Voulez-vous cacher avec moi (ce soir)?
In New Hampshire, United States
How Geocaching Works
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Attention: This is a NIGHT CACHE.
For sparkly and glittery night life in Paris, you can head to the Moulin Rouge. Here in the New Hampshire Lakes Region, you need only take a companion on this little adventure.
This cache was placed as a part of the Night Caching event, and as such it is designed to be a night cache. It may be possible to do it during the day, but it would be frustrating, and you'd miss out on the fun. There are a few parking places at the coordinates above; more parking can be found at the provided waypoint just down the road.
You'll be following a trail of FireTacks for a mile and a half in total. FireTacks are 3D multi-directional reflective trail markers that are camouflaged during the day, yet incredibly bright when illuminated at night. A headlamp is highly recommended; if a flashlight is your illuminator of choice, you'll have better results holding it at eye level. (And, now having had the honor of watching five veteran cachers walk the trail with their LED headlamps, I'd like to add that, while LEDs certainly work, a good strong xenon bulb is much preferable.)
So here's what you're going to do: begin at the posted coordinates, and just start following the FireTacks. There is no need to leave the trail until the the final segment. For the most part, there will always be a tack visible ahead… sometimes you’ll need to go on faith for a bit. Each trail intersection is marked with two tacks. When you arrive at an intersection, there will always be another tack visible further up the correct path to take.
Now here’s the important part: On five separate occasions in the course of your walk, you are going to pass a tree with three silver tacks in a triangle. Behind each of these trees, there will be a reflective letter. Be sure to note all the letters you see, in order. (The fourth and penultimate letter is a bit off the trail, but you'll see it.)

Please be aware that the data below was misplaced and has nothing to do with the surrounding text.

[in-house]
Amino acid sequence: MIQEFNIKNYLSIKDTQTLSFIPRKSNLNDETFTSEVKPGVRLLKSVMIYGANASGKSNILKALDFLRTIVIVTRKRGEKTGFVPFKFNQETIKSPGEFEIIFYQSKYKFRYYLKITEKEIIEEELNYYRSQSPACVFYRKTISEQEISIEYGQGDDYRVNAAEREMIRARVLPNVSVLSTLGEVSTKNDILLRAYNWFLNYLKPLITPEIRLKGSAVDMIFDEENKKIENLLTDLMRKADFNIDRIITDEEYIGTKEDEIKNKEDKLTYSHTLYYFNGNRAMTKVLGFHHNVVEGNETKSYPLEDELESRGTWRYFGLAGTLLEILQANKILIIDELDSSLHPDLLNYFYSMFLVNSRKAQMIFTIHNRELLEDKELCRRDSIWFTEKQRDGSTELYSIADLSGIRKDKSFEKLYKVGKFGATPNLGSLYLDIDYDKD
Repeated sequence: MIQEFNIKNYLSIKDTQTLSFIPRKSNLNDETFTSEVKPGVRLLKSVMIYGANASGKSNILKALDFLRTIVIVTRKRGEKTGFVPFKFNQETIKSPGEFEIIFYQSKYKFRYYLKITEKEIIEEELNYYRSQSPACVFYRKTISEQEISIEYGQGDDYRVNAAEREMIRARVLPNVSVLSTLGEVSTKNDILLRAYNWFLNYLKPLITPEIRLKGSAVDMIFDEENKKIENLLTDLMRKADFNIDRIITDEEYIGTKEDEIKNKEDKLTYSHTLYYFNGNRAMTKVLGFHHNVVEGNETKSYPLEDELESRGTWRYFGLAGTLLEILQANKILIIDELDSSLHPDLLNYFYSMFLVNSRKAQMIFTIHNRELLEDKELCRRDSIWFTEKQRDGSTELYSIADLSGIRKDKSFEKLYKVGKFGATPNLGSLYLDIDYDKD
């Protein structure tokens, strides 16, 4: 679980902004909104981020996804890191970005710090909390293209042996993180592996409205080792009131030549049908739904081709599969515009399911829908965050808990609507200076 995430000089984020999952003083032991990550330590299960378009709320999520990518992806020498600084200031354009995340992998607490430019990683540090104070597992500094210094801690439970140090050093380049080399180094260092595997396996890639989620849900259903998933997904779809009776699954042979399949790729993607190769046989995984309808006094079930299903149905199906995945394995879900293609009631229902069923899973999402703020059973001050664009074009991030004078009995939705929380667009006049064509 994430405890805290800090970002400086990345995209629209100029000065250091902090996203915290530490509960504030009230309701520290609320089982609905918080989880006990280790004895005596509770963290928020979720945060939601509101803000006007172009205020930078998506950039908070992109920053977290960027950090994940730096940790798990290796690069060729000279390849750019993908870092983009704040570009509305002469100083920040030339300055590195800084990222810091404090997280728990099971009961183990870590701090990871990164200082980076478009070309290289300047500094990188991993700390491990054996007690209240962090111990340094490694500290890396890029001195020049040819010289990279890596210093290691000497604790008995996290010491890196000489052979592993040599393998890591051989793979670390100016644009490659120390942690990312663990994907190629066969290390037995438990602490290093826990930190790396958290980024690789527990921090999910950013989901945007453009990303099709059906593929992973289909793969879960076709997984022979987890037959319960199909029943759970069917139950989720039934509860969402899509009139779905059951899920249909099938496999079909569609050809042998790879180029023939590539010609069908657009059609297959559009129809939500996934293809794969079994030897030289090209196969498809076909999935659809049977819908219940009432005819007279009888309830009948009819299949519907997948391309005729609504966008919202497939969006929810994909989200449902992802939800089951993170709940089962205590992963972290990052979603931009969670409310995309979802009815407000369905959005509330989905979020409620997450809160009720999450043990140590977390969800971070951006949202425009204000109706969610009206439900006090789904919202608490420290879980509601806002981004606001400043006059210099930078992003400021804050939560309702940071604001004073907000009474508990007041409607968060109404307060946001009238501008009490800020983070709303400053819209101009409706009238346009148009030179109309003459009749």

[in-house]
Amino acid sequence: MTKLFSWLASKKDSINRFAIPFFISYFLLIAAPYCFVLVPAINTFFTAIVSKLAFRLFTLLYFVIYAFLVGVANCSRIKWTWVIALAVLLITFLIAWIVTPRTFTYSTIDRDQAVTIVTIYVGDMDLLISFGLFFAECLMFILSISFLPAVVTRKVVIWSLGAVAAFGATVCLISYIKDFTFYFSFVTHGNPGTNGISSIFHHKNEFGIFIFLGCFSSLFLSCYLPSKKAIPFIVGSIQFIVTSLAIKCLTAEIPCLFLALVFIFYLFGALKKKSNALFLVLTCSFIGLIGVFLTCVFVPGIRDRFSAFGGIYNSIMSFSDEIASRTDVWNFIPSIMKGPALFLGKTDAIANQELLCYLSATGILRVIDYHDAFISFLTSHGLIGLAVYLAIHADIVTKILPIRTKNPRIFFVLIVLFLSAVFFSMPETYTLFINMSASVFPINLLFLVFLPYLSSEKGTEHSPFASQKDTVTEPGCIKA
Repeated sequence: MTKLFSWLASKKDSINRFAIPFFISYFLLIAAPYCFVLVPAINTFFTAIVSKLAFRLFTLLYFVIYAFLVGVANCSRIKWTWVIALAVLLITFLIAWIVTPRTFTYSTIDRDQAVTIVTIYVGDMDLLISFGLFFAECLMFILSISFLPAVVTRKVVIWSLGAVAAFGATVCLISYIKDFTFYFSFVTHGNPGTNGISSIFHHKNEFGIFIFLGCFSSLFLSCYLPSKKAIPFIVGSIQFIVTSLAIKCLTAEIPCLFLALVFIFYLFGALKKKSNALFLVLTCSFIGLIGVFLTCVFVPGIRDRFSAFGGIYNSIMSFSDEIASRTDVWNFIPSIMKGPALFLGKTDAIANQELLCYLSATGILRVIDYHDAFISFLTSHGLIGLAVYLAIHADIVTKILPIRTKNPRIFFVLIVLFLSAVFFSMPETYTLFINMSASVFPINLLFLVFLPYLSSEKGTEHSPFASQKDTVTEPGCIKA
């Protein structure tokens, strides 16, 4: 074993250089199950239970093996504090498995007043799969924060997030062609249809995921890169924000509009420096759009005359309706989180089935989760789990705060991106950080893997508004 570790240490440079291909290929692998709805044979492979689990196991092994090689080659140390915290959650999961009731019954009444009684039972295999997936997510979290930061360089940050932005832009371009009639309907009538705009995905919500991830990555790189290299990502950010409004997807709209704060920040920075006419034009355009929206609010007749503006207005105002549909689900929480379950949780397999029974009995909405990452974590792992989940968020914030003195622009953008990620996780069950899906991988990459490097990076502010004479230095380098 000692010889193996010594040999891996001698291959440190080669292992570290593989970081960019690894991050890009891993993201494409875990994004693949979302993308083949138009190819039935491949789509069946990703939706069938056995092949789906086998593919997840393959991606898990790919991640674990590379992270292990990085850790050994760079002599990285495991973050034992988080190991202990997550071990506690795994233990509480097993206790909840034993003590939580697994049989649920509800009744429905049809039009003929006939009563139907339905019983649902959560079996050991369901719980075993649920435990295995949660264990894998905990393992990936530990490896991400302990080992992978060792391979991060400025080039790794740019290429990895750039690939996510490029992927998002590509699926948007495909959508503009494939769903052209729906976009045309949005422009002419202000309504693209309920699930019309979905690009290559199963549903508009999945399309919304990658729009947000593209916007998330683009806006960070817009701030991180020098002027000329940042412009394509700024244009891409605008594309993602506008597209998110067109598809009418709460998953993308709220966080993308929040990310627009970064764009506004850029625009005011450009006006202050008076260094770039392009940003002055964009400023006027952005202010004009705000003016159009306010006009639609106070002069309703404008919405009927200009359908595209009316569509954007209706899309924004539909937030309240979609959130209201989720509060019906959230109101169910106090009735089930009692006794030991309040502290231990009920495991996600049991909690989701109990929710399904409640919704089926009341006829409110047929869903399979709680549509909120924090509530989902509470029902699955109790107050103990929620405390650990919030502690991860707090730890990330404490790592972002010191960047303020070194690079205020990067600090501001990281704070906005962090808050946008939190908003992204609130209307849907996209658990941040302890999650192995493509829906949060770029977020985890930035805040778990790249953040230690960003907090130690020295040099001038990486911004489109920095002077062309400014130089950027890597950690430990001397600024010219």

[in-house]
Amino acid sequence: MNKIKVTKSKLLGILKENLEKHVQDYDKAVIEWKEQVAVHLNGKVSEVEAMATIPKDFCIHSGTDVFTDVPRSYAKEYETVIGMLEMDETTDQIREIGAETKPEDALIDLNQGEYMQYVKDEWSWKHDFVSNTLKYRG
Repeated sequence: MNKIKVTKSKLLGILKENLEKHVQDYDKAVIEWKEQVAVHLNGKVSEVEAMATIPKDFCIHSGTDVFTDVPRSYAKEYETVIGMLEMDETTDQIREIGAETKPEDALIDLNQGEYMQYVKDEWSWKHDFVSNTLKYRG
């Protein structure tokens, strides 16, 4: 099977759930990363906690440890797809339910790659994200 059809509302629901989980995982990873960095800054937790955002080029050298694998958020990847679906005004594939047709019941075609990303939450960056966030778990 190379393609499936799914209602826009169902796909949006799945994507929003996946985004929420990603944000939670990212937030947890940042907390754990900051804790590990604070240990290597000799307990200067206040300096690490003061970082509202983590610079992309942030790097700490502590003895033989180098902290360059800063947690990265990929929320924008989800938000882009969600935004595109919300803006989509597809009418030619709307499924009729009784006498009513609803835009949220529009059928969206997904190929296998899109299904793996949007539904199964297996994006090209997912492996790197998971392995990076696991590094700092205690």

When you get to the fifth letter, you're almost there. If you have the technology, project a waypoint 254° magnetic, 219 feet away. You don't really need the technology though. Just do pretty much a 90° turn to the right, and head along what will become an obvious line (NOT the trail) for a couple of hundred feet, and beware of getting a sharp stick in your eye.
Assuming you've collected your five letters, you should have no problem getting the cache.
Once you're back on the trail, no need to backtrack. You'll be in familiar territory in no time.
A few notes:
- If you’ve never hiked at night, be ready to experience something new, interesting, and perhaps a little out of your comfort zone. The woods are a different place at night, beautiful in a more mysterious way. FireTacks will work in any weather, but if you want more natural light, do this cache on a clear night around the full moon. Click the weather banner below for detailed lunar info.
- I last checked the trail September 5th, 2009. There were just a couple of extremely muddy (but still navigable) patches along the way. Note that while never steep, the terrain is still sometimes a 2.5 to a 3 at night.
- The title says it all—this cache is meant to be done with someone else. You’re welcome to do it alone, but safety first. And speaking of safety, I highly suggest you bring an extra light source and extra batteries, and that you leave the cache page or some other note of your estimated return time on the dash of your car. A pretty comprehensive list of night-caching safety tips was provided by solid-rock-seekers for the event. Here’s that link.
- This trail system boasts two other caches better done by day, but certainly doable by night for the truly adventurous: Wister Point—Squam Lake and Dog Cove Rock (NEFF GeoChallenge!).
(No hints available.)
Last Updated: on 4/29/2013 7:03:10 AM Pacific Daylight Time (2:03 PM GMT)
Coordinates are in the WGS84 datum